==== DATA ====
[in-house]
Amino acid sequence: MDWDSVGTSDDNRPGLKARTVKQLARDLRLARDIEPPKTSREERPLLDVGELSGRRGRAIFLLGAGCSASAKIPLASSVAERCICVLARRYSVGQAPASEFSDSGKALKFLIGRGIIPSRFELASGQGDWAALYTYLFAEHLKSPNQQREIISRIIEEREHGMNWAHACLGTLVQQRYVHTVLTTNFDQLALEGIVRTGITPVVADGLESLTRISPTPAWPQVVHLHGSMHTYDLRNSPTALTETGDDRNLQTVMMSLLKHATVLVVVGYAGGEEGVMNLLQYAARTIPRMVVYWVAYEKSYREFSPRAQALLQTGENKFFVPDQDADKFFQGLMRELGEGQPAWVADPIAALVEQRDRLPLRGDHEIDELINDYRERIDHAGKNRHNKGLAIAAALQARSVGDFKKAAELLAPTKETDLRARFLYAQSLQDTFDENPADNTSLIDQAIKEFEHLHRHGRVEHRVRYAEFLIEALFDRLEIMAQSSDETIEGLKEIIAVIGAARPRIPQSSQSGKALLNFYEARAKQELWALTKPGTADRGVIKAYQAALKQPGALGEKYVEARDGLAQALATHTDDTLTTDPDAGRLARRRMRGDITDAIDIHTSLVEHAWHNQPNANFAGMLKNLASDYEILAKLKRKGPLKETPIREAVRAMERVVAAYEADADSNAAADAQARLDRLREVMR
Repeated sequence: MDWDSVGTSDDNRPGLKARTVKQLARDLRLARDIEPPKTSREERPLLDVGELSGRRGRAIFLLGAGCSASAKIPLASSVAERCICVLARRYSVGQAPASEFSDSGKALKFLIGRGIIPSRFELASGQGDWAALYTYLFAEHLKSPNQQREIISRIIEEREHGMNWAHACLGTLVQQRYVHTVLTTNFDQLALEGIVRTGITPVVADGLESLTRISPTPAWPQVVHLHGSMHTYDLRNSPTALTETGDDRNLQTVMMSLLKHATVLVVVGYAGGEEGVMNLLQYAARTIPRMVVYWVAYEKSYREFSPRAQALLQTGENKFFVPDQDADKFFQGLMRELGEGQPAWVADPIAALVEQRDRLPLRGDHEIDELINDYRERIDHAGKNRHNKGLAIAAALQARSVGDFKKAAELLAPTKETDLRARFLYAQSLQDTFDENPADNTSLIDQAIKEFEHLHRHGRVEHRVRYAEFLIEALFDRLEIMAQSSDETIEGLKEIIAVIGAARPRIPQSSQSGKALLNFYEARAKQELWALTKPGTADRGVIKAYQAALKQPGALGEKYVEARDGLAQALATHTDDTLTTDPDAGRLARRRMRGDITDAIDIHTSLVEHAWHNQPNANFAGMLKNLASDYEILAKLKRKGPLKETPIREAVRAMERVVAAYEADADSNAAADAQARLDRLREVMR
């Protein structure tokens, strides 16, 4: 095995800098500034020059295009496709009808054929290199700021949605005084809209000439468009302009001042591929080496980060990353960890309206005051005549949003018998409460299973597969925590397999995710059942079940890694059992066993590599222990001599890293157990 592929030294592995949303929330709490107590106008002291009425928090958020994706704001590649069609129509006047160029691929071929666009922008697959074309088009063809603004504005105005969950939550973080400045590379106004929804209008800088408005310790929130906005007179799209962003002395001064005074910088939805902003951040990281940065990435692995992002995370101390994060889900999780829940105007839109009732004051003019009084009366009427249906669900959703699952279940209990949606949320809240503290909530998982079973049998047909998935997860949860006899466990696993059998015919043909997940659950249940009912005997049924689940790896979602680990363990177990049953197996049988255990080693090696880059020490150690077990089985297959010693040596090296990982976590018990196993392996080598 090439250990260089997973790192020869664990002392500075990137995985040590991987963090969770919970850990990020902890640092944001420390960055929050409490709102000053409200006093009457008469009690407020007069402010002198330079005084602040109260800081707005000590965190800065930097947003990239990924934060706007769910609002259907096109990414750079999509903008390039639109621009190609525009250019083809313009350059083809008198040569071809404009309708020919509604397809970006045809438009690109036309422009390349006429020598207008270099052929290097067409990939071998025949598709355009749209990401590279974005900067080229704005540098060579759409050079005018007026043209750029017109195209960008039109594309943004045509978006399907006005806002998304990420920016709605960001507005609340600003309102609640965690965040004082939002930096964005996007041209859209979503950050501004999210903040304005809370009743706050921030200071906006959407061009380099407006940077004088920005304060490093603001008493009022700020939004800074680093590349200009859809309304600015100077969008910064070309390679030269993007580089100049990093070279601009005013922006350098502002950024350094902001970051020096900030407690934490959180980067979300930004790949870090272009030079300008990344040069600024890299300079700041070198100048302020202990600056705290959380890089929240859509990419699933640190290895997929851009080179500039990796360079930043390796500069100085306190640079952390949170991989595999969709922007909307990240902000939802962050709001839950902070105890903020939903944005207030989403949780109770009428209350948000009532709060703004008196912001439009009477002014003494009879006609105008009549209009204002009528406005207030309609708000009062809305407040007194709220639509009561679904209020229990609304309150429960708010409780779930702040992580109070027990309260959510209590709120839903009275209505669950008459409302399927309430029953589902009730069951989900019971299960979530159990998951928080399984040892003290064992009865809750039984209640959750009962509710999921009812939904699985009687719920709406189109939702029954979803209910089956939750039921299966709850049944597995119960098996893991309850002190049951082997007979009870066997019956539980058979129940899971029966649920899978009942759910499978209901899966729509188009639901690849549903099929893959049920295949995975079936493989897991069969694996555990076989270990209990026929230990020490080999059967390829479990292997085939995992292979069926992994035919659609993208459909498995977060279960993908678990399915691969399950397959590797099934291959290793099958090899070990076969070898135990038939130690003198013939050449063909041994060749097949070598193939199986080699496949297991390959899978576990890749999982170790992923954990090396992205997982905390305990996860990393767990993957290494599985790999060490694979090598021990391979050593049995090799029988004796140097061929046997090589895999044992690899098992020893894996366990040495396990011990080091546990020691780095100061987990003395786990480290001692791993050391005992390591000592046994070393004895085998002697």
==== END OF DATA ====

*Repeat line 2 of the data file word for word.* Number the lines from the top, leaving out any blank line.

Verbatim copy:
Amino acid sequence: MDWDSVGTSDDNRPGLKARTVKQLARDLRLARDIEPPKTSREERPLLDVGELSGRRGRAIFLLGAGCSASAKIPLASSVAERCICVLARRYSVGQAPASEFSDSGKALKFLIGRGIIPSRFELASGQGDWAALYTYLFAEHLKSPNQQREIISRIIEEREHGMNWAHACLGTLVQQRYVHTVLTTNFDQLALEGIVRTGITPVVADGLESLTRISPTPAWPQVVHLHGSMHTYDLRNSPTALTETGDDRNLQTVMMSLLKHATVLVVVGYAGGEEGVMNLLQYAARTIPRMVVYWVAYEKSYREFSPRAQALLQTGENKFFVPDQDADKFFQGLMRELGEGQPAWVADPIAALVEQRDRLPLRGDHEIDELINDYRERIDHAGKNRHNKGLAIAAALQARSVGDFKKAAELLAPTKETDLRARFLYAQSLQDTFDENPADNTSLIDQAIKEFEHLHRHGRVEHRVRYAEFLIEALFDRLEIMAQSSDETIEGLKEIIAVIGAARPRIPQSSQSGKALLNFYEARAKQELWALTKPGTADRGVIKAYQAALKQPGALGEKYVEARDGLAQALATHTDDTLTTDPDAGRLARRRMRGDITDAIDIHTSLVEHAWHNQPNANFAGMLKNLASDYEILAKLKRKGPLKETPIREAVRAMERVVAAYEADADSNAAADAQARLDRLREVMR